A: No. This patient had no -- first of all, we don't know what this patient had. But assuming that this patient had pancreatitis, radiation therapy might cause some accidental improvement in pain, as I just described, but there is just no curative intent when you're treating pancreatitis with radiation therapy. It's just not done.
Tr. at 118-19 (emphasis added.)
Given his acknowledgment that in the absence of that biopsy, it was not known what Mrs. Bono had, whether she had pancreatic cancer or pancreatitis, he nevertheless was prepared to render the following opinion based on the fact that she did not have cancer.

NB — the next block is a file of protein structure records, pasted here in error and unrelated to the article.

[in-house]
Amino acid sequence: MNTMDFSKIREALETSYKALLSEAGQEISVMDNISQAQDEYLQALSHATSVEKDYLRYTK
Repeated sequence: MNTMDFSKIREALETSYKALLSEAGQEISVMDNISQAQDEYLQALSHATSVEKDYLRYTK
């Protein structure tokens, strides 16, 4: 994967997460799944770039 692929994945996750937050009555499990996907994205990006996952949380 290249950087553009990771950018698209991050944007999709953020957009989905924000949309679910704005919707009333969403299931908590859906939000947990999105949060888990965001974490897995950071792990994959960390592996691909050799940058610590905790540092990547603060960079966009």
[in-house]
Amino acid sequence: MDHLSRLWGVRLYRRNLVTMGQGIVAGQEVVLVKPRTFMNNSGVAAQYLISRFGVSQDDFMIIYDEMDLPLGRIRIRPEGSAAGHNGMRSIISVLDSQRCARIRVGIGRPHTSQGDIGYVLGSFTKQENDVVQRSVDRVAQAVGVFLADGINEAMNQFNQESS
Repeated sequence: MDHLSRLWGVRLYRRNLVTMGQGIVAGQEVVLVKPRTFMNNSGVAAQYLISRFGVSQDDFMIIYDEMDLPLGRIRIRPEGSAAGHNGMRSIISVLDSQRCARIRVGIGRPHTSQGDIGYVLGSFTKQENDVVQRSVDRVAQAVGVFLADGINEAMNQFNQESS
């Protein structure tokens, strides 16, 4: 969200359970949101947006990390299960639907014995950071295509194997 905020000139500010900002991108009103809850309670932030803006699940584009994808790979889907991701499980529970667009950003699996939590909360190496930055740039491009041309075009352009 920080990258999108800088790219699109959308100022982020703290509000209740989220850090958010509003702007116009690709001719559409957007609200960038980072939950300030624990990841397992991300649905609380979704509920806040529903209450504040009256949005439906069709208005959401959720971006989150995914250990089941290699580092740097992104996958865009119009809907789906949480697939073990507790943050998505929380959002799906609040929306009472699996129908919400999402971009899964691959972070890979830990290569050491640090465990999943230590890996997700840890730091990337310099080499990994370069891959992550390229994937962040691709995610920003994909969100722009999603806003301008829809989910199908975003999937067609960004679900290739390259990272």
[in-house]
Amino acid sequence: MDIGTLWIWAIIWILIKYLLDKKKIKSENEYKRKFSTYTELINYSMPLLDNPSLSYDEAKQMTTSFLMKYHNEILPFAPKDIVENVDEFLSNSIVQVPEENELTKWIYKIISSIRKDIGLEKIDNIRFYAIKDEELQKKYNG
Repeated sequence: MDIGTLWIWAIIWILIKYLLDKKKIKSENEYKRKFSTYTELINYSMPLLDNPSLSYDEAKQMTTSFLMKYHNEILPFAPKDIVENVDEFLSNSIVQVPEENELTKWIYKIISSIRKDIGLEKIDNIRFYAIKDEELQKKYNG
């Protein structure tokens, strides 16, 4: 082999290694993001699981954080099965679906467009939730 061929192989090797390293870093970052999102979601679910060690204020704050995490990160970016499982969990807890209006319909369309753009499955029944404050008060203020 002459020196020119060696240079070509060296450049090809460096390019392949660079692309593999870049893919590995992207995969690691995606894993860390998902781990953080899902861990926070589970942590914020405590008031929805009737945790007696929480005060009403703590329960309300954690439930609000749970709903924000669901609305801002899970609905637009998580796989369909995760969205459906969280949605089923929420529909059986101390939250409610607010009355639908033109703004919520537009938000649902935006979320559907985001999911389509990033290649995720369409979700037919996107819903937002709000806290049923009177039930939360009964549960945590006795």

Q: Dr. Harrison, do you have an opinion with a reasonable degree of medical certainty, based on the Staten Island University Hospital records, that the administration by Dr. Lederman and Dr. Silverman of stereotactic radiosurgery to Giuseppa Bono at the time when she did not have cancer was a substantial contributing factor or the proximate cause of pain and suffering?
A: Yes, I do.
Q: What is that opinion?
A: That it was a contributor. Tr. at 112-13 (emphasis added.)
On cross-examination, this excerpt is recorded:
Q: You looked at notes that are records in Italy, true?
Q: And was that part of the basis of your opinion on pain and suffering?
A: I didn't make an opinion about pain and suffering, but the answer would be yes.
Tr. at 144-45 (emphasis added.)